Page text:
SMB Growth Expectations Spell Consulting Opportunity for CPAs

In good news for CPAs providing consulting services to small and midsized businesses (SMBs), that market sector is bullish about its near term prospects but is failing to tap into key areas that could further spur growth, according to a nationwide survey of SMBs conducted by accounting and consulting services giant RSM McGladrey.


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In the survey of more than 1,000 top executives at SMBs in manufacturing or distribution, 58 percent said they believe their companies are “thriving and growing”, and only 4 percent said that business is “declining.” But these companies are also missing out on key growth and revenue enhancing opportunities in tax planning and several other areas in which many CPAs offer specialized consulting, such as staffing services, going global, and accessing grants and other incentives from government agencies.

“The strength of small and midsized companies is their ability to innovate, but many of these organizations are overlooking important ways to ensure their businesses continue to thrive in the future,” says Tom Murphy, executive vice president of RSM McGladrey’s manufacturing and wholesale distribution practice.

Tax planning is one of the areas where SMBs most sorely need help, according to the survey. Among distribution companies, just 9 percent use research and development (R&D) tax credits, 6 percent use the domestic manufacturers’ deduction (DMD), and 9 percent use international tax incentives. Among manufacturers, 61 percent use R&D credits, 36 percent use international incentives, 64 percent use the DMD, and just 65 percent use state and local tax credits.

RSM further found that the manufacturing and distribution SMBs “are not enthusiastically responding to globalization,” and many view the global economy "as more of a challenge than an opportunity.” Half of the survey participants expect no revenue growth in this area, and only 25 percent said that globalization has helped them lower costs, while more than 40 percent said it has forced them to lower selling prices.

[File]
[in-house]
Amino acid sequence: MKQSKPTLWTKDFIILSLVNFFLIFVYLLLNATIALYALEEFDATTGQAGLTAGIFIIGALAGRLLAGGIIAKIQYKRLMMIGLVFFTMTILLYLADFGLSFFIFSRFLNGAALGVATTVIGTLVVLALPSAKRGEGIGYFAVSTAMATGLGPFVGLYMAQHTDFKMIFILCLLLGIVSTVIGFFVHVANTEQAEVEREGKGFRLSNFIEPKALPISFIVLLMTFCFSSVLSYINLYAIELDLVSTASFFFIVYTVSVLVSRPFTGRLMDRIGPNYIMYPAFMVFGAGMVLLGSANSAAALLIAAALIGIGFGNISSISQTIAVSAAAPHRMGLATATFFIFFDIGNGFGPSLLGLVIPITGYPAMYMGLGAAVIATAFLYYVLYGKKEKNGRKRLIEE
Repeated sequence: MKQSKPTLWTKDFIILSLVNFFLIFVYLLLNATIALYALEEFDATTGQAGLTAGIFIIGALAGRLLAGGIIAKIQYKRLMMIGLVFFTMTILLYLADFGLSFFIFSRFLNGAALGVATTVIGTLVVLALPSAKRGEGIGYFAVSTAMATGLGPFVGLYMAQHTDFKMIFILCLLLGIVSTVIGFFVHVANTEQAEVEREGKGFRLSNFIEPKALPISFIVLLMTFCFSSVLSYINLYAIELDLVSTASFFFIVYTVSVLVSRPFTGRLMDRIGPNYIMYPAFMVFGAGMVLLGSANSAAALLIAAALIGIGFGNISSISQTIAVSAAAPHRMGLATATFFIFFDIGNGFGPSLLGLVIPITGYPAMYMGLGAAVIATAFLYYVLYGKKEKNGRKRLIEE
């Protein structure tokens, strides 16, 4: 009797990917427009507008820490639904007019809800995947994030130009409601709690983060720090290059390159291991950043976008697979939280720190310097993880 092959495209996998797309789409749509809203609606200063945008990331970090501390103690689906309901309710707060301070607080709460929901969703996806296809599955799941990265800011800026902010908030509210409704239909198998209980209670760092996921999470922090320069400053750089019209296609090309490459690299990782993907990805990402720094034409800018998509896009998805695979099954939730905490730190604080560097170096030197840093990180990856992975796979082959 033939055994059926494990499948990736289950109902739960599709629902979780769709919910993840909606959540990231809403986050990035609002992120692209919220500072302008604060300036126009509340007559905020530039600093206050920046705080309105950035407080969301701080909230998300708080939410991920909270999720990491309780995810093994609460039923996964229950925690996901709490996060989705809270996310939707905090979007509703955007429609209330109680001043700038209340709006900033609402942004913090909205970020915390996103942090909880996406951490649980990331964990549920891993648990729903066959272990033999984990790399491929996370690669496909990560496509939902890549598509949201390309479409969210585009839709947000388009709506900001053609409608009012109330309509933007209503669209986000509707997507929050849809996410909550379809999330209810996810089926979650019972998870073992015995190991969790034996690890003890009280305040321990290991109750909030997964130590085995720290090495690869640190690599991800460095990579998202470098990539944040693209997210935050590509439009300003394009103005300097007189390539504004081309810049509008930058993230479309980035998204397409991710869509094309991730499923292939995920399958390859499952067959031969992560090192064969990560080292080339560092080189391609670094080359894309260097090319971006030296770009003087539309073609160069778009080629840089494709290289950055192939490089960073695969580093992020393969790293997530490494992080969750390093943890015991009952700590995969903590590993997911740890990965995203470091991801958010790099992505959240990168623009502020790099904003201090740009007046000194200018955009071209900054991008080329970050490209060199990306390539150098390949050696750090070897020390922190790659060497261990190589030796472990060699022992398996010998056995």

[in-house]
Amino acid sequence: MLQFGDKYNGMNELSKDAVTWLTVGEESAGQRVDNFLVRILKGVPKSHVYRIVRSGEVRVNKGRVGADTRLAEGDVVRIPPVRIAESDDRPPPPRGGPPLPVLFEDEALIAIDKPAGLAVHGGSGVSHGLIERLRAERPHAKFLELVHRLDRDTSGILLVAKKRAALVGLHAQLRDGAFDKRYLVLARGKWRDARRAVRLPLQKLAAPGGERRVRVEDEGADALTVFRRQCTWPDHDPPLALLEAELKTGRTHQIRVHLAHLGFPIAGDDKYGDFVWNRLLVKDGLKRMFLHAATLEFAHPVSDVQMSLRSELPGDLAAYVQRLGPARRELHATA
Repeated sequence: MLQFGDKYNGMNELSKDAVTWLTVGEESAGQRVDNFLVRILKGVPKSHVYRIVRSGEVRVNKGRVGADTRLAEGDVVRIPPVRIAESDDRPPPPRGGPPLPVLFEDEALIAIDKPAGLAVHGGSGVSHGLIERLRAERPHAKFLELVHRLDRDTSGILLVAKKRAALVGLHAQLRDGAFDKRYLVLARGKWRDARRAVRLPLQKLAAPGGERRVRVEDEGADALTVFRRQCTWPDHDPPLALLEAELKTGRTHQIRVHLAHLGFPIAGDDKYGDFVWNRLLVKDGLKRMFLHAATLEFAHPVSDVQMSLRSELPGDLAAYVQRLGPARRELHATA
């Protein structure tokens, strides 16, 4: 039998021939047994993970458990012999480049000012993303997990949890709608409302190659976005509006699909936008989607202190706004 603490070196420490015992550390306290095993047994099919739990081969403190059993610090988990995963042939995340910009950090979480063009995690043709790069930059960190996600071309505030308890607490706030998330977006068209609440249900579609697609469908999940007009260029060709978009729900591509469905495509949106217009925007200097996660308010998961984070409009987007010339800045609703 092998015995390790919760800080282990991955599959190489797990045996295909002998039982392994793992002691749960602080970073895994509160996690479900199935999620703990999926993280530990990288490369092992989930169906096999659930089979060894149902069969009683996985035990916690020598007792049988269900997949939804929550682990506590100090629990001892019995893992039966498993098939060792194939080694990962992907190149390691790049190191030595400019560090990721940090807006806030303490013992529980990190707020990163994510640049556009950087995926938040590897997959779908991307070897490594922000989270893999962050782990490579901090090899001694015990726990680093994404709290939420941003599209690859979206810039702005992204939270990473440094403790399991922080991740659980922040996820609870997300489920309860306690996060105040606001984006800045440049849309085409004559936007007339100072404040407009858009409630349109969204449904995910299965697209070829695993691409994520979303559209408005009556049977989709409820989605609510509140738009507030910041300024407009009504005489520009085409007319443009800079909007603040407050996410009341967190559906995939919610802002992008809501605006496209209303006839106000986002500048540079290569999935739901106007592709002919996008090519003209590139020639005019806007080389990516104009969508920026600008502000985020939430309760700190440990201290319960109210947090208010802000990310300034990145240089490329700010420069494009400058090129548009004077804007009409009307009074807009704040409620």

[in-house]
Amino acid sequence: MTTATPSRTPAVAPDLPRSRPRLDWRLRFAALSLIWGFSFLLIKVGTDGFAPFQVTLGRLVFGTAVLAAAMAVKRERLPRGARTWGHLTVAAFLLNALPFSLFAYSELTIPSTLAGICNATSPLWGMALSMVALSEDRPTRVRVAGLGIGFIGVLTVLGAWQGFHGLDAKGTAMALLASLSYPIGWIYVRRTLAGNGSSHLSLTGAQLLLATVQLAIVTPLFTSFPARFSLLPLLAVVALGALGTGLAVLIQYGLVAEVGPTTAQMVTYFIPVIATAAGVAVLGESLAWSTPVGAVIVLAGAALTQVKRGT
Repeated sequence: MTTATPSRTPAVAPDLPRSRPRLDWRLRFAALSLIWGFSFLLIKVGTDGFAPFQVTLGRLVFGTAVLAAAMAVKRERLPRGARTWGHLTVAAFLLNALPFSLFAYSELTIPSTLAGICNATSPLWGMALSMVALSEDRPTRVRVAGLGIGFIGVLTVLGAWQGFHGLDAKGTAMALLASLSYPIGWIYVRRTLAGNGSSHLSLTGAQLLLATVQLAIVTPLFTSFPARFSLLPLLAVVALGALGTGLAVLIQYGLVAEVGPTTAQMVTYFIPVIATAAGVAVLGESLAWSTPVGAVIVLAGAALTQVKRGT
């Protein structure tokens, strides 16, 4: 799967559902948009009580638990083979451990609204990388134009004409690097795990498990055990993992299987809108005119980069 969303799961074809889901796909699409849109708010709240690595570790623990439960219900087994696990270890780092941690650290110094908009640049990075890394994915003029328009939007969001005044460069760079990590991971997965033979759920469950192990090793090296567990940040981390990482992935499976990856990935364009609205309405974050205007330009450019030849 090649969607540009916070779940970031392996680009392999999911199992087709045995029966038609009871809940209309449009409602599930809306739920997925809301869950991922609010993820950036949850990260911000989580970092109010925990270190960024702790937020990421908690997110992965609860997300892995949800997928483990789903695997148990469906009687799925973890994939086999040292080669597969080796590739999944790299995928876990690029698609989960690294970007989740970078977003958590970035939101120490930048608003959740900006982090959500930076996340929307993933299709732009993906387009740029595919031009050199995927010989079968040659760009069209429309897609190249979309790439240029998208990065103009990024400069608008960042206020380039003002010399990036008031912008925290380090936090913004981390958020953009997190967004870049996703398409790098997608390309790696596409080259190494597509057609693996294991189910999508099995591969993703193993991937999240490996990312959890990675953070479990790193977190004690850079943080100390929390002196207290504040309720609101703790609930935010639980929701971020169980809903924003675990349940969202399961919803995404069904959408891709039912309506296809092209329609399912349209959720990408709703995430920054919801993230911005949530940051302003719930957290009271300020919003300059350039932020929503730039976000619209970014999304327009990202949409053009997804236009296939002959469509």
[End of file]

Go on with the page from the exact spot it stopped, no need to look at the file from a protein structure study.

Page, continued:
Among other things, the SMBs are missing out on is exporting or supplying to the major multi-national companies, according to Murphy. Also, only 10 percent or less of manufacturers and distributors surveyed make use of the many state and federal small business assistance programs available to them.

Despite projecting strong growth, many in both sectors lack sophistication in recruiting staff. The survey found that 43 percent of the SMBs surveyed “seek their main source of skilled labor in the general marketplace rather than mining technical, community and vocational schools for employees.”

The SMBs’ generally rosy predictions for future growth belie the fact that “many organizations are missing key opportunities to grow and prosper,” RSM concluded.

Similar SMB studies also show a general bullishness, but, unlike the RSM report, did not detect the market’s underlying inefficiencies.

The National Federation of Independent Business' monthly optimism index has fluctuated between 98 and 101.5 since the beginning of the year, according to an Associated Press story that also reported that banking company National City Corp. says that Midwestern small business owners “were feeling optimistic in May because of expansion plans by major corporations; that helped mute their anxiety about gas prices.”

JC

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